Why on earth would you do that?
I started thinking seriously about the environment when I had kids, but in relation to the food we ate and the stuff we were accumulating. I began to connect these thoughts to my work when I began to teach, but with increasing urgency when I started working on a project commissioned explicitly to address the climate catastrophe. I asked if we could extend this mission to the way the project was made, not just to the way it was written.
I was very conscious that I felt quite ignorant of and daunted by the scale of the task at hand. On the flip side, Greta Thunberg and Extinction Rebellion had re-invigorated the conversation kept alive by many amazing individuals and organizations, and now one of the few silver linings to this terrible pestilential cloud was the space it gave for some to reconnect with nature and our home environment – walking, planting, listening to the birds.
For me, another silver lining has been the conversations that it has inspired at Scene/change and with the SBTD Sustainable Design Group (more on this a few paragraphs down) amongst scenic painters/ workshops, production managers/ designers / lighting designers/ researchers. Combinations of people brought together to talk about the state of us. In every one of these that I have been part of, sustainable practice has been a key theme.
This blog is a contribution to a growing swell of conversation in this forum and many other places, adding volume to the call for more sustainable practice in the performance industry.
We as an industry are often wasteful and sometimes decadent. However, we are also creative and imaginative and wide reaching in our agency and collaborations.
Often, we are given the privilege, through our work, to help form the discussion we have in our communities about who we are and who we could be. We can have that discussion in multiple ways – with humour and horror, singing and dancing.
I am discovering that I am empowered, so what next?
What on earth can we do?
Lots, it turns out, and you and I are doing a lot – thrift is hard-baked into much of theatre practice and transformation; re-use is part of our stock in trade. We can celebrate that part of our practice and share it more by helping that craft become more visible.
I am always fascinated by the potential for cross-industry collaboration – designers in an adventure with scientists/ manufacturers/ data analysts/ landscape gardeners/ ecologists … each of us a drawn together in an ecosystem of creative connections that can send good vibes along the wires.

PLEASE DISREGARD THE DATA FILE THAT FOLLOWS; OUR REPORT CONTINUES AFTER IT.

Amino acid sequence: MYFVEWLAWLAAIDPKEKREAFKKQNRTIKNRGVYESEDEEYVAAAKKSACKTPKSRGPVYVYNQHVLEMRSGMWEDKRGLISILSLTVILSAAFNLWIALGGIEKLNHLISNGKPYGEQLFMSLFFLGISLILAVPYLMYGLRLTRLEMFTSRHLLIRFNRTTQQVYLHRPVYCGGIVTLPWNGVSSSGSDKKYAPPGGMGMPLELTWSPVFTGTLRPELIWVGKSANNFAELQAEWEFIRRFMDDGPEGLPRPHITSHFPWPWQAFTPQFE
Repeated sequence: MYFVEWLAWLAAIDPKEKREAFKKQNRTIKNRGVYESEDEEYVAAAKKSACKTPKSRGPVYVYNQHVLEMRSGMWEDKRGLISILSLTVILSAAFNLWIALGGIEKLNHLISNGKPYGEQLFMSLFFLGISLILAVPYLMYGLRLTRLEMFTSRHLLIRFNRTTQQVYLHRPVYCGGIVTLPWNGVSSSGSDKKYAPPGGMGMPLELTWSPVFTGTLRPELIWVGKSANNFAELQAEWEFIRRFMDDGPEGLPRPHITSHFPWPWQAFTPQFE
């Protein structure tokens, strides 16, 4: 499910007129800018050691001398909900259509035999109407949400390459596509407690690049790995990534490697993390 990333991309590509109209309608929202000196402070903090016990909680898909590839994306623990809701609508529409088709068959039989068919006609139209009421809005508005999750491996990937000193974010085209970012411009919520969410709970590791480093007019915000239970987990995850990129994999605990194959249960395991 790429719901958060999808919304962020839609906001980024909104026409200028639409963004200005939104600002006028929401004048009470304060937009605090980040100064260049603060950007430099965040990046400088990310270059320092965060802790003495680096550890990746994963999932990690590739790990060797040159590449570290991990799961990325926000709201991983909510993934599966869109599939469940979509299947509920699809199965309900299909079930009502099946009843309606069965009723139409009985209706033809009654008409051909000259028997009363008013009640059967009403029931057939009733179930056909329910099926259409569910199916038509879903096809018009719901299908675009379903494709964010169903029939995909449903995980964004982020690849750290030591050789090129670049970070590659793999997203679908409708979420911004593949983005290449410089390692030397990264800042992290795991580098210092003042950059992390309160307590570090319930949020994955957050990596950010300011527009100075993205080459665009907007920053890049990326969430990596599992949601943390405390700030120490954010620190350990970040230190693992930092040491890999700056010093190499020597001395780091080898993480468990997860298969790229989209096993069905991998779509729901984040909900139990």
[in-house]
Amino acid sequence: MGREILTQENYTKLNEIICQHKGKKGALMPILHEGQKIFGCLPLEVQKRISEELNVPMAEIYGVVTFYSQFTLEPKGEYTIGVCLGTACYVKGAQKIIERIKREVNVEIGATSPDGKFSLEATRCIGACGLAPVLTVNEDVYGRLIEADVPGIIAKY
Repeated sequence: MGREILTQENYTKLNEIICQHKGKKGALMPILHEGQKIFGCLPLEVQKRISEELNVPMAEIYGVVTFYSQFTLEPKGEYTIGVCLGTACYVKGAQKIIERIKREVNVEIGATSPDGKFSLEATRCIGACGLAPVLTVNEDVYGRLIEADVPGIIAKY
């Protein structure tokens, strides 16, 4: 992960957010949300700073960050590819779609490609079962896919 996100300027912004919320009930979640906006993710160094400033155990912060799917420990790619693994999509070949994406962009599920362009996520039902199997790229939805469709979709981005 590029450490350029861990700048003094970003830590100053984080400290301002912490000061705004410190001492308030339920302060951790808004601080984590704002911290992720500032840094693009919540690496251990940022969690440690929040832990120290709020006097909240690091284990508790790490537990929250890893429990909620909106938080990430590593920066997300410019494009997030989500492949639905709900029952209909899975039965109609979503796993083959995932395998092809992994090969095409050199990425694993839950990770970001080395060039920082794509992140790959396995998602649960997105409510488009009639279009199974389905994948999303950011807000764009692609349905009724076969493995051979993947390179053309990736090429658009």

There is a lot of detail to talk about with our many co- producers – how we make what we make, where and with what.
How on earth can we do it?
It can be exhausting trying to ferret out the best choice that ticks every box – local, sustainable, fairly traded, carbon light – what criteria do you use to decide the least worse choice?
There is a massive potential for slips and missteps along the way – even writing this felt a bit intimidating, as the idea of being held accountable and then failing is totally off-putting. Even though we know accountability is important – and failure is key to a learning, we’d still rather someone else had a go first. This needs to be a shared responsibility.
Will it feel creatively restricting to have to consider these things? Will I have to give up things I love (glitter and balloons, anyone...) and start working exclusively in wholemeal porridge?
Will I be on my own in petitioning for this in a production team– a lone voice?
Well, the answer to this last one is a definite NO I have discovered. There are lots of different groups out there ready to offer support, companionship and share knowledge and experience. All sorts of different disciplines, practitioners, industries across the globe.
I joined the SBTD’s – Sustainable Design Group, after attending a talk on sustainable practice at the V&A, one of “Staging Places” round table discussions. We are working on a number of projects – a guide to sustainable materials, looking at the potential for carbon literacy training specifically for theatre designers, so that relevant, practical and creative questions can be voiced and answered, giving current and future designers the tools and the confidence to be able to talk about environmental issues. We also run a monthly event called Sustainable Scenes Studio. A designer presents a past or future piece of work and explains some of the opportunities, constraints, lessons and strategies they took to produce sustainable theatre. They are open to anyone to come and join.
There lots of different companies, theatres, colleges and innovations such as
Scene/Change, Culture Declares, Eco Stage, Julies Bicycle, Ask Albert to name just a few of many across the country - across the world - thinking about these issues. Sometimes I wonder whether the fractal and multiple actions and conversations need to be brought under one roof, or whether there is strength in the multiple opportunities these provide to fold people into the conversation.
Ultimately everything is a win, small acts can amplify to a big shared voice that asks for national and global action.
Love the planet, love each other: do we still have to ask why this is a good idea? Let’s just get on with it…..
Photography by Mark Carline
LINKS: SBTD Sustainable Design Group - http://www.theatredesign.org.uk/working-groups/sustainable-design-group/ Culture Declares - https://www.culturedeclares.org/ Julie's Bicycle: https://juliesbicycle.com/